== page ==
Head of Sūrya

19 000,00

6th-7th centuries, Gupta period
H. 24 cm or 9 ½ in



This majestic head of Sūrya, characteristic of Bangladesh sculptures made during the Gupta period in the 6th-7th centuries and testifying to the exceptional artistic skills of the sculptors who worked with terracotta in this region.

The superb face, the neck with its lines of beauty, most of the elaborate headdress and a large part of the nimbus: all these elements have fortunately been preserved. Particularly noteworthy is the fine work of the richly elaborated tiara. The headdress consists of two fan-shaped lateral elements and a central sophisticated pattern that was once supposed to be pyramidal in shape, with two scroll-shaped motifs standing out in relief. Braided hair curls appear at the top of this tiara, and a few strands fall in soft undulations to the shoulders. Garlands further enhance the crown. Two precious jewels on the ears have beaded ornaments, and a necklace once adorned the divinity.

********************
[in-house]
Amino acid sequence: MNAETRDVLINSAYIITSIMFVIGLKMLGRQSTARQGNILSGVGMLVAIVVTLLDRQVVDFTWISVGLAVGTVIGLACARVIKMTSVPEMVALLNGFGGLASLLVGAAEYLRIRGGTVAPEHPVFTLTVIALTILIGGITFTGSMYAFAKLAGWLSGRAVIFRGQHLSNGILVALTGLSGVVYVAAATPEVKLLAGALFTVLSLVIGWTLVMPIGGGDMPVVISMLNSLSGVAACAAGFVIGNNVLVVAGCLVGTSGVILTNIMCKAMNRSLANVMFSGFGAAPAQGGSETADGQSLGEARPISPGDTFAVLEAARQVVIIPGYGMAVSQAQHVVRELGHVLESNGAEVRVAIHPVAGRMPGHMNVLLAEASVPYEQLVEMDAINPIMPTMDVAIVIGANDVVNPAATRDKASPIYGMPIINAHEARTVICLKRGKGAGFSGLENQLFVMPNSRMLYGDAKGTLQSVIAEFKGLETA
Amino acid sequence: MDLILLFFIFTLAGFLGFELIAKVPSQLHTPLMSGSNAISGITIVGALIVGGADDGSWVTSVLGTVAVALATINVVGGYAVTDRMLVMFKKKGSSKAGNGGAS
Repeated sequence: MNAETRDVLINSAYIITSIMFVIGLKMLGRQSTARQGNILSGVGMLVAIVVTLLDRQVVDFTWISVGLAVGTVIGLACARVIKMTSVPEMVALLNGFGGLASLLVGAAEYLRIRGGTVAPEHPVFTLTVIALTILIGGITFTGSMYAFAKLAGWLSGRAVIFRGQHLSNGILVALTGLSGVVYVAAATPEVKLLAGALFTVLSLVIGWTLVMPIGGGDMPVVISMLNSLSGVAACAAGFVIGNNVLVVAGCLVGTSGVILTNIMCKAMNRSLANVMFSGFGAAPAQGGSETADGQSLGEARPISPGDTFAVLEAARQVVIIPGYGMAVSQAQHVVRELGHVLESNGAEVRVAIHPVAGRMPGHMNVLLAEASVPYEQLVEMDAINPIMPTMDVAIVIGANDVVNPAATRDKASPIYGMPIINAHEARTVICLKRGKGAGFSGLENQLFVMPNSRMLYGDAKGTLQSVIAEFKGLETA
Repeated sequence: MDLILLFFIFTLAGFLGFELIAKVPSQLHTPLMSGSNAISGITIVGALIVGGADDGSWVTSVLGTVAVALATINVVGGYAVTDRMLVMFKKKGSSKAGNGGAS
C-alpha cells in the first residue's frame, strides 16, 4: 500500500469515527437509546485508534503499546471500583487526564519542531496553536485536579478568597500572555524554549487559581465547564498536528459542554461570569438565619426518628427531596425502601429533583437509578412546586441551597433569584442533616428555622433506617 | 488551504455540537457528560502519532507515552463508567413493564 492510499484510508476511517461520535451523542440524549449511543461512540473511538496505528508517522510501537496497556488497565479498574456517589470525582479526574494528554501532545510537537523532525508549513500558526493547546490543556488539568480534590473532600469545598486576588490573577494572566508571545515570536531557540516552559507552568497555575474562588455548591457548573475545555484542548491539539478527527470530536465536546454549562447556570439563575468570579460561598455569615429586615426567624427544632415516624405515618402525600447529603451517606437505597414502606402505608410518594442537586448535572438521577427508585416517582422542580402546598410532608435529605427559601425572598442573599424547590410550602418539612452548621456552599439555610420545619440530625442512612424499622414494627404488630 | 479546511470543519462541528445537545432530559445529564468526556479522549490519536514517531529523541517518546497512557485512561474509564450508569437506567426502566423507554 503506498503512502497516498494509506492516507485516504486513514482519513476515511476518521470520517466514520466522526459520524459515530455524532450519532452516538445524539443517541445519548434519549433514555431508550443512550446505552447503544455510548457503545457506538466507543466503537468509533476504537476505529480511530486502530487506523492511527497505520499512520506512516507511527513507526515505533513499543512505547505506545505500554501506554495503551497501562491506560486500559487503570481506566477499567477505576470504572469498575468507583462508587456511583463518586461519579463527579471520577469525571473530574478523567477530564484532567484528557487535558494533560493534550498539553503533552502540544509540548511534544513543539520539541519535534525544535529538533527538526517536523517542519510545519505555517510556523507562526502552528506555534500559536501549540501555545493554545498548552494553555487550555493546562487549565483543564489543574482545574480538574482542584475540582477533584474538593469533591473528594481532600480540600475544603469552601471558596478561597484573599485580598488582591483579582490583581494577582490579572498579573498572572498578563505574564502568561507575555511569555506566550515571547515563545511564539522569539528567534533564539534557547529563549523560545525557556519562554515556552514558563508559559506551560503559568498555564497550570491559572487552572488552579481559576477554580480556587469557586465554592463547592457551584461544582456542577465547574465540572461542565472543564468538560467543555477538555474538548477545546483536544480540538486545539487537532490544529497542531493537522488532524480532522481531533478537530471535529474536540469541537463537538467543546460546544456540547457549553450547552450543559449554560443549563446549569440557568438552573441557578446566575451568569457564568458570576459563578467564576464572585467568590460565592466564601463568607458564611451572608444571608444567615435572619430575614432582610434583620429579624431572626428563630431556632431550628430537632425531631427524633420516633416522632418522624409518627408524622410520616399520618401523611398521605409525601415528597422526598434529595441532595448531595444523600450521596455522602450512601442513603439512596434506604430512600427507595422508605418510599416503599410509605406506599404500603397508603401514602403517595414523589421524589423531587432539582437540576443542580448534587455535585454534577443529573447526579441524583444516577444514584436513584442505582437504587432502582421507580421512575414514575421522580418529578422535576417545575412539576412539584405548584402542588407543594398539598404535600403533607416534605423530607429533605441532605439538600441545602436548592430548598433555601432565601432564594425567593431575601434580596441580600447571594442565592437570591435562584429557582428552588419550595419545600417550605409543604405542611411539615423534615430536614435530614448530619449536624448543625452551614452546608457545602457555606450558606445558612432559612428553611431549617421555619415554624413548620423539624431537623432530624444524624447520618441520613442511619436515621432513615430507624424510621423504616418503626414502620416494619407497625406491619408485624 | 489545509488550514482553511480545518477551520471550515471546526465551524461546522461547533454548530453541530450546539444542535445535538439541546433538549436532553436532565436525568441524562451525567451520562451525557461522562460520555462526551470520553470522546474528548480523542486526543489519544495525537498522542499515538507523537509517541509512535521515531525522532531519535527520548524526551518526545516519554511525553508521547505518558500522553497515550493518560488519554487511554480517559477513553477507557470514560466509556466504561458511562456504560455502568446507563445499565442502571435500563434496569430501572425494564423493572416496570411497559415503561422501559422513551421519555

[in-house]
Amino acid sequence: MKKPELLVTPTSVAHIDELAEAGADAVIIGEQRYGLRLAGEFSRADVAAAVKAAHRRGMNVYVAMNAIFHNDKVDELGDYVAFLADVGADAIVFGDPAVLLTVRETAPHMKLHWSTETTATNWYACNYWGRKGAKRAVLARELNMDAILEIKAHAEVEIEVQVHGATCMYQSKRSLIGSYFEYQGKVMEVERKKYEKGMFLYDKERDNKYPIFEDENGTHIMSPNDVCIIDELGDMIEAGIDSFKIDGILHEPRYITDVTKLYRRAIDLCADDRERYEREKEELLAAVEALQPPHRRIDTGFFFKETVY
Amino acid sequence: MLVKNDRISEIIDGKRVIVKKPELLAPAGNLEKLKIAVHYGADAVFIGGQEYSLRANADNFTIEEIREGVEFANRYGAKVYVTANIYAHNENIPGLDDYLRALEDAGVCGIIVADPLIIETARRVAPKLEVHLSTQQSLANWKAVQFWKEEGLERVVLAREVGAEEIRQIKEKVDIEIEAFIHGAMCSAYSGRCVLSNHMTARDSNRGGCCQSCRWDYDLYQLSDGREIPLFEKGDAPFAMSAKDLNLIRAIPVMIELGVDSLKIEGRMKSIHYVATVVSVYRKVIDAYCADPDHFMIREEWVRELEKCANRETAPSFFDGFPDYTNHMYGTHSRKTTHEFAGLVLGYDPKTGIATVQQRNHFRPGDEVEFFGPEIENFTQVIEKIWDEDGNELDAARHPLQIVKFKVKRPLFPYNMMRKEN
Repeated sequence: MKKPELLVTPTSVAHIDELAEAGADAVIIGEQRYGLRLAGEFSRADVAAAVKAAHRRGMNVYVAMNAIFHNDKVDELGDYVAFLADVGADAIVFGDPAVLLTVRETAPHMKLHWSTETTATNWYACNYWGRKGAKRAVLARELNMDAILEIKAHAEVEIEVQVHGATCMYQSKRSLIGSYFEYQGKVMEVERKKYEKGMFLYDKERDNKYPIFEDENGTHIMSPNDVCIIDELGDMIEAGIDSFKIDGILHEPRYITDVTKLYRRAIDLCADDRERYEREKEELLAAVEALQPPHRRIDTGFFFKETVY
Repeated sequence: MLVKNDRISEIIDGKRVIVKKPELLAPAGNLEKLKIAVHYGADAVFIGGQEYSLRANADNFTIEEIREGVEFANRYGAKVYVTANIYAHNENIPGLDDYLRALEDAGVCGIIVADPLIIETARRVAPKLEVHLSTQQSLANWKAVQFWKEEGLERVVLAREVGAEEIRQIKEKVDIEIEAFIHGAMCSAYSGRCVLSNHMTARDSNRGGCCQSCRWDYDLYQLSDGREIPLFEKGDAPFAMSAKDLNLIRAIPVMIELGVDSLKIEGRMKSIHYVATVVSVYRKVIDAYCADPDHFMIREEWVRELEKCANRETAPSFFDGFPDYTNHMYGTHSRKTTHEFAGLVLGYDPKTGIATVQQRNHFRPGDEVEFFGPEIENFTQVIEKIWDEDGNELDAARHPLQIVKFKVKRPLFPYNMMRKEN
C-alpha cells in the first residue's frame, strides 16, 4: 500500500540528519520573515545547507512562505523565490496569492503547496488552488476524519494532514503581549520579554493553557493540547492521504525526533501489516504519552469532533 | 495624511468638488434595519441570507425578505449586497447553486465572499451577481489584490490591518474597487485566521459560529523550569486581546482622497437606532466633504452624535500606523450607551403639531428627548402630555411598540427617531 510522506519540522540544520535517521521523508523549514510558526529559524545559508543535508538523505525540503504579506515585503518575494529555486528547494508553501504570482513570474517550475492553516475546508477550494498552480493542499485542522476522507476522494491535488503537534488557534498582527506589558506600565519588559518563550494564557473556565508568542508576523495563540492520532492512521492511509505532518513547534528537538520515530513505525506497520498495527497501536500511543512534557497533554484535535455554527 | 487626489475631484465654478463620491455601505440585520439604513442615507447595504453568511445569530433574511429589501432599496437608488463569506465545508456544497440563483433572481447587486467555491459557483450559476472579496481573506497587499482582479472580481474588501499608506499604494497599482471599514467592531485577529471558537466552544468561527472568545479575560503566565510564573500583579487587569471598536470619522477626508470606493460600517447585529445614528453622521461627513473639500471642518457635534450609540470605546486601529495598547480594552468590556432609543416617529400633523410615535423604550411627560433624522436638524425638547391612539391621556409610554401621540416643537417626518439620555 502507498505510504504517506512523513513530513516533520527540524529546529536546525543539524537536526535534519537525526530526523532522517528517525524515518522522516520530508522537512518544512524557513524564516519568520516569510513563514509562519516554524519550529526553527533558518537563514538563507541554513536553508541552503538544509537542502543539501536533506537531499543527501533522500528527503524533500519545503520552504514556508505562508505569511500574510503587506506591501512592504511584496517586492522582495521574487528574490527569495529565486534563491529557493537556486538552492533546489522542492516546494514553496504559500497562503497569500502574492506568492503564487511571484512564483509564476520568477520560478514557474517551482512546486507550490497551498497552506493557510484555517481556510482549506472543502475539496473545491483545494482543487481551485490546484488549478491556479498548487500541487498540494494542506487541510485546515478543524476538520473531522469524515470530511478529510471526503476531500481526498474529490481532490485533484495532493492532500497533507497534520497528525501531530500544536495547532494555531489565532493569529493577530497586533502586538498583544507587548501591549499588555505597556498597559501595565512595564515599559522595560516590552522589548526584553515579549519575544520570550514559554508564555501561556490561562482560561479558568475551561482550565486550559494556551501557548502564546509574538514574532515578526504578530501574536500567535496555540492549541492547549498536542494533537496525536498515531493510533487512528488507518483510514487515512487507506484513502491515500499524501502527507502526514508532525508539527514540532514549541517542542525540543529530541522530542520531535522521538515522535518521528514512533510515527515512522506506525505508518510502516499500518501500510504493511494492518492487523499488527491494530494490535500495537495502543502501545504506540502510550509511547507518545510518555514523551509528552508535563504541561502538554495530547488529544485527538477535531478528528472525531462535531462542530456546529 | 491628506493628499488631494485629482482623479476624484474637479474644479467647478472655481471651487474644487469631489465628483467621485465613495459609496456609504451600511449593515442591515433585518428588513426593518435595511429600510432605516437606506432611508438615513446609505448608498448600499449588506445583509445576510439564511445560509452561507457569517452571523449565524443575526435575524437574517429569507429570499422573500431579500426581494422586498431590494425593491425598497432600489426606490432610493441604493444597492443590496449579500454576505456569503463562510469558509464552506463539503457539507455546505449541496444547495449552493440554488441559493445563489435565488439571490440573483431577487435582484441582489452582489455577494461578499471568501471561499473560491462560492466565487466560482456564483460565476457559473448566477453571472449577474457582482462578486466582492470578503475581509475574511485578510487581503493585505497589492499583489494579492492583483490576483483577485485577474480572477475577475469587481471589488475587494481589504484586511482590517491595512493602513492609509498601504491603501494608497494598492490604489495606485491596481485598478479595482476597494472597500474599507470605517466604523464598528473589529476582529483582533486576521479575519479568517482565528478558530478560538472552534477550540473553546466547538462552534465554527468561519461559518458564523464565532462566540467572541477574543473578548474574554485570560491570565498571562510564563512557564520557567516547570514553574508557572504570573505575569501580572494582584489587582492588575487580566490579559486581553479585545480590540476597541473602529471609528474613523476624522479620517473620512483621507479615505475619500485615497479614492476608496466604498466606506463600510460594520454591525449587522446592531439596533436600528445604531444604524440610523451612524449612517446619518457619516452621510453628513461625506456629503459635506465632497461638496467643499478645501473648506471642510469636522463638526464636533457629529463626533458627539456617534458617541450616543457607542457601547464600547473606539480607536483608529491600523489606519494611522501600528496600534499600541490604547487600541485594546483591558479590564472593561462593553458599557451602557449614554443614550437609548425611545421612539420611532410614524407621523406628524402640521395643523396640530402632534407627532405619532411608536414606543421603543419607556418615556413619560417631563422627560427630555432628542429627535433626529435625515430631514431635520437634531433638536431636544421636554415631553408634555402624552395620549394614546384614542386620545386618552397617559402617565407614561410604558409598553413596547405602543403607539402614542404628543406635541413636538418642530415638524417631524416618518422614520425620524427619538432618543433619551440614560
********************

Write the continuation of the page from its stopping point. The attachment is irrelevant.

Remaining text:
The nimbus, here elongated in shape, confirms the divine nature of the character. In addition, the headdress with the small puff elements on the side with striations is a distinctive sign of the Sun God, Sūrya. This corresponds to an embroidered textile which was attached at the back. The expression of the god is serene and concentrated. The outlines of his elongated eyes are delicately incised, and the eyelids drop slightly, enhanced by long graphic eyebrows. The cheeks are full, the straight nose is well defined and the fleshy lips with a sensitive modeling sketch a slight smile. The features of this Sūrya show all the refinement achieved during the Gupta period, the golden age of Indian art.

The brown surface suggests the presence of a layer of coating that served as a base for polychrome decoration that once covered the sculpture. This piece comes from a private English collector who bought it from the gallerist Marcel Nies. There are works of comparison, including a head of Sūrya from the Mahāsthān Archaeological Museum (MAH 1553) or a bust in the Metropolitan Museum in New York (2000.82).


Provenance: Private collection , UK, acquired from Marcel Nies.